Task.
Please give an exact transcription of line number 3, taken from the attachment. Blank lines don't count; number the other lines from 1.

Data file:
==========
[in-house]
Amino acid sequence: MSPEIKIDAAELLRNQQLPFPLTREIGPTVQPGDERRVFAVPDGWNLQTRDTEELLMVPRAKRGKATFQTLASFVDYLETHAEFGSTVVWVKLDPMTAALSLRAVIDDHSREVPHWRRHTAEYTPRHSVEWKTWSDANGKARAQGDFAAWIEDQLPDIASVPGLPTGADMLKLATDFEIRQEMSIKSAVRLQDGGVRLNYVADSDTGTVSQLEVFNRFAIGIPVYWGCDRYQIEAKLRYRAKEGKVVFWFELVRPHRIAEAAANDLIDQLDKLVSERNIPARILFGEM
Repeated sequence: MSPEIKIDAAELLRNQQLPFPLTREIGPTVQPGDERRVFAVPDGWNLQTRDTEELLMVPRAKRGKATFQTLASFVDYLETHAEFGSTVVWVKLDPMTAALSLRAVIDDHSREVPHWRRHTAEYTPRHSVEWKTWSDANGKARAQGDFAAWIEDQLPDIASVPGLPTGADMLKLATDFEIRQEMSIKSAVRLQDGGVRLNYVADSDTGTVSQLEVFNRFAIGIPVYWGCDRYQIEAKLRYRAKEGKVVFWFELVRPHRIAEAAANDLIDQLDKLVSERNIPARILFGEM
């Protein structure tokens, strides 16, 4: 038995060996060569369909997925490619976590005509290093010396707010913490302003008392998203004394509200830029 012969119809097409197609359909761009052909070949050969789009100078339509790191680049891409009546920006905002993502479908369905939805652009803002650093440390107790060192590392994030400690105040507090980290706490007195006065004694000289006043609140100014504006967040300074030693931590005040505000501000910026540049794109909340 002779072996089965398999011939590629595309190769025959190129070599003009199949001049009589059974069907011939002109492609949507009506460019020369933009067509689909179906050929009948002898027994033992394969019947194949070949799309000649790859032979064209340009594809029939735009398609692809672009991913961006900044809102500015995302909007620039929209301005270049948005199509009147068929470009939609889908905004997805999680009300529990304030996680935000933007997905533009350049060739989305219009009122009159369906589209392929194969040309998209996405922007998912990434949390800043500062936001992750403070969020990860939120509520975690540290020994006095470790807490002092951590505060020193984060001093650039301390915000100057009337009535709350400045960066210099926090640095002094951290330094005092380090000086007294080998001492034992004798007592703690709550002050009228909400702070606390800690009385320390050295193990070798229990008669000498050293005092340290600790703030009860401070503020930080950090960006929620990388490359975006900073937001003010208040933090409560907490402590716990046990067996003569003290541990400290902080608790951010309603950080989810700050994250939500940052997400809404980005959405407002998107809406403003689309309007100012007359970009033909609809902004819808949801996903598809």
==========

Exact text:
Repeated sequence: MSPEIKIDAAELLRNQQLPFPLTREIGPTVQPGDERRVFAVPDGWNLQTRDTEELLMVPRAKRGKATFQTLASFVDYLETHAEFGSTVVWVKLDPMTAALSLRAVIDDHSREVPHWRRHTAEYTPRHSVEWKTWSDANGKARAQGDFAAWIEDQLPDIASVPGLPTGADMLKLATDFEIRQEMSIKSAVRLQDGGVRLNYVADSDTGTVSQLEVFNRFAIGIPVYWGCDRYQIEAKLRYRAKEGKVVFWFELVRPHRIAEAAANDLIDQLDKLVSERNIPARILFGEM